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Judge Esther Salas Remembers The Night Of Assailant's Attack On Her Family


Tomorrow, New Jersey Governor Philip Murphy is scheduled to sign a law making it a crime to make public personal addresses and other identifying information about state judges or their families. Even though the law protects only state judges, federal Judge Esther Salas will be there because the law is named after her son, Daniel. In July, her son and husband were gunned down at their home. Her husband survived. Her son did not. NPR legal affairs correspondent Nina Totenberg reports.

NINA TOTENBERG, BYLINE: Salas remembers the night with terrible clarity.

ESTHER SALAS: It was just one of the best nights ever.

TOTENBERG: She and her son were in the basement cleaning up after a 20th birthday party for him, and they were talking.

SALAS: I remember him saying, mom, let's keep talking. I love talking to you, mom. And at that exact moment, the doorbell rang. And before I could say anything, he shot up the stairs. And then I heard my husband go, no. And then I heard several loud bangs.

TOTENBERG: So loud that as she raced upstairs, she thought a bomb had gone off.

SALAS: It was just as gruesome. There was my son, holding his chest, and my husband, who was - I didn't know - bleeding out. And he's screaming, call 911. Call 911.

TOTENBERG: Her son was pronounced dead at the hospital. Her husband, Mark, shot three times, has undergone multiple surgeries since then and is on the mend, a very slow mend. The shooter, later identified as 72-year-old Roy Den Hollander, was found after he committed suicide. A self-proclaimed antifeminist, he'd appeared once before Judge Salas months earlier, and she had postponed ruling on his case at the request of the government.

SALAS: He was angry with me for being a woman. He was angry for me being Latina.

TOTENBERG: The FBI later found in Hollander's car a list of other potential targets, including three female judges. Four federal judges have been killed since 1979, and the number of threats is now skyrocketing, according to the U.S. Marshal Service, which reported nearly 4,500 threats and what it calls inappropriate communications last year. The attack on the Salas home has, however, triggered a whole new response from Congress and the federal judiciary. Two days after the attack, New Jersey's two U.S. senators introduced legislation that would shield from disclosure online and elsewhere the personally identifiable information of federal judges and their immediate families, from home addresses and phone numbers to photos of their homes and cars.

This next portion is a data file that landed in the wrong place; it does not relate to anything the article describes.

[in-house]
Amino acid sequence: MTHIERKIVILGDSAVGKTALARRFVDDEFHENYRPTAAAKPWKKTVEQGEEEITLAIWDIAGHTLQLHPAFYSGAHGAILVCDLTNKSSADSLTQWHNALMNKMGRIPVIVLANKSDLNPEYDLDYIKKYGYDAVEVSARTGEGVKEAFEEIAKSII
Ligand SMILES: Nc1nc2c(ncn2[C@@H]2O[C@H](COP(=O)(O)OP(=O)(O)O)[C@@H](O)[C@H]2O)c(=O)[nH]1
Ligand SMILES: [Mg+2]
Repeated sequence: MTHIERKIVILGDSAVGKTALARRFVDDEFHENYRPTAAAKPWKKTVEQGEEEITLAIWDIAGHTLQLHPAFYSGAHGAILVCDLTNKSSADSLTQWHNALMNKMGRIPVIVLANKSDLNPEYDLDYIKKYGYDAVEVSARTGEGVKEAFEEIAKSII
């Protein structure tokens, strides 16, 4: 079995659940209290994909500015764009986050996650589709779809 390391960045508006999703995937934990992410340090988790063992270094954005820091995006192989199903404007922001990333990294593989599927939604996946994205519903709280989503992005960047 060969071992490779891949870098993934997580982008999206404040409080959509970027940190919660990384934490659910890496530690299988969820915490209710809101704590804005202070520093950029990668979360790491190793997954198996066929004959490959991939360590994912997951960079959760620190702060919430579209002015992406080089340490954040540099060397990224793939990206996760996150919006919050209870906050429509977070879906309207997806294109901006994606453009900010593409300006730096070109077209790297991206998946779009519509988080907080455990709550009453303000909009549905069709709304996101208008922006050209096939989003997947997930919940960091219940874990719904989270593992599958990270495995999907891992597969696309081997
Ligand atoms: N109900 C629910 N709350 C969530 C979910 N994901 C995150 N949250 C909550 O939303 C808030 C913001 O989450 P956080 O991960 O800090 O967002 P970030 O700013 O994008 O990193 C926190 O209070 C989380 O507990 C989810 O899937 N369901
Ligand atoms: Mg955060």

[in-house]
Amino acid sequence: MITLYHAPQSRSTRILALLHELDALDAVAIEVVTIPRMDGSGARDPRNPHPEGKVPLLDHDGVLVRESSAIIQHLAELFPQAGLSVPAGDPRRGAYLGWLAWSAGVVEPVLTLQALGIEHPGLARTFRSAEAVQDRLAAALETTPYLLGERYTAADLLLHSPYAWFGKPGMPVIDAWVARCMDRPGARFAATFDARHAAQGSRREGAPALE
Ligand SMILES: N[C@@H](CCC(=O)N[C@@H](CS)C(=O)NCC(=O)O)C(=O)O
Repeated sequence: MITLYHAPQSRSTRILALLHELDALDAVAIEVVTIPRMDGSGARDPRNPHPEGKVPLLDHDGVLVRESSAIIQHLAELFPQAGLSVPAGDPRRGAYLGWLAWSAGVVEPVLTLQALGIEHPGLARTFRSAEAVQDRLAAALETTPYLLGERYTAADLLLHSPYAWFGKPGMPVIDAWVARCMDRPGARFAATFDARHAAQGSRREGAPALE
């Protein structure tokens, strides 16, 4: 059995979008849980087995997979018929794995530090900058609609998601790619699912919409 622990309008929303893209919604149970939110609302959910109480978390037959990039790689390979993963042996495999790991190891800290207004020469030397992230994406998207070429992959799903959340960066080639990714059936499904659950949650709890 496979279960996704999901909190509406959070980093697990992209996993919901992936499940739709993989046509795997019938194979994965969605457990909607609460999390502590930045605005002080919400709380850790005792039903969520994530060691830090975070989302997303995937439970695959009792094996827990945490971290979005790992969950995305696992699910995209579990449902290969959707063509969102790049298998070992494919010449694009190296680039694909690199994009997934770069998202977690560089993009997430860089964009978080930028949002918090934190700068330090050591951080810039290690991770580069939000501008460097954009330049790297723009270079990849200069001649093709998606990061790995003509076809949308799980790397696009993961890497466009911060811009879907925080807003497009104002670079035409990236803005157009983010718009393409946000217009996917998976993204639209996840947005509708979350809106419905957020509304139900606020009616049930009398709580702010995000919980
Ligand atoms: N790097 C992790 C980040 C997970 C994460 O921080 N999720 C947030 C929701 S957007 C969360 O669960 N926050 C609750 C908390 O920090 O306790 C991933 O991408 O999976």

The bill has important bipartisan support, and federal judges are hoping Congress will vote on the legislation before it adjourns at the end of the year. Judges are not allowed to lobby for a particular legislation, but Salas is speaking out about the need for increased security. The man who killed her son and so terribly wounded her husband had a complete dossier on her. He even knew where she went to church, and he'd mapped out her different routes to work.

SALAS: There are so many things that can be done that aren't being done. This is a matter of life or death.

TOTENBERG: Salas' son Daniel was her only child. Before he was born, she had three miscarriages.

SALAS: We referred to Danny as our karma baby and said that he was all our children rolled in one.

TOTENBERG: She's held on to her religious faith to get her through this time, she says, and being able to forgive his killer is part of that. Her husband was able to forgive when he was still in the ICU. It took her longer.

SALAS: But since the day we both forgave this man, we feel lighter. You know, we feel lighter.

TOTENBERG: Nina Totenberg, NPR News, Washington. Transcript provided by NPR, Copyright NPR.

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Nina Totenberg
Nina Totenberg is NPR's award-winning legal affairs correspondent. Her reports air regularly on NPR's critically acclaimed newsmagazines All Things Considered, Morning Edition, and Weekend Edition.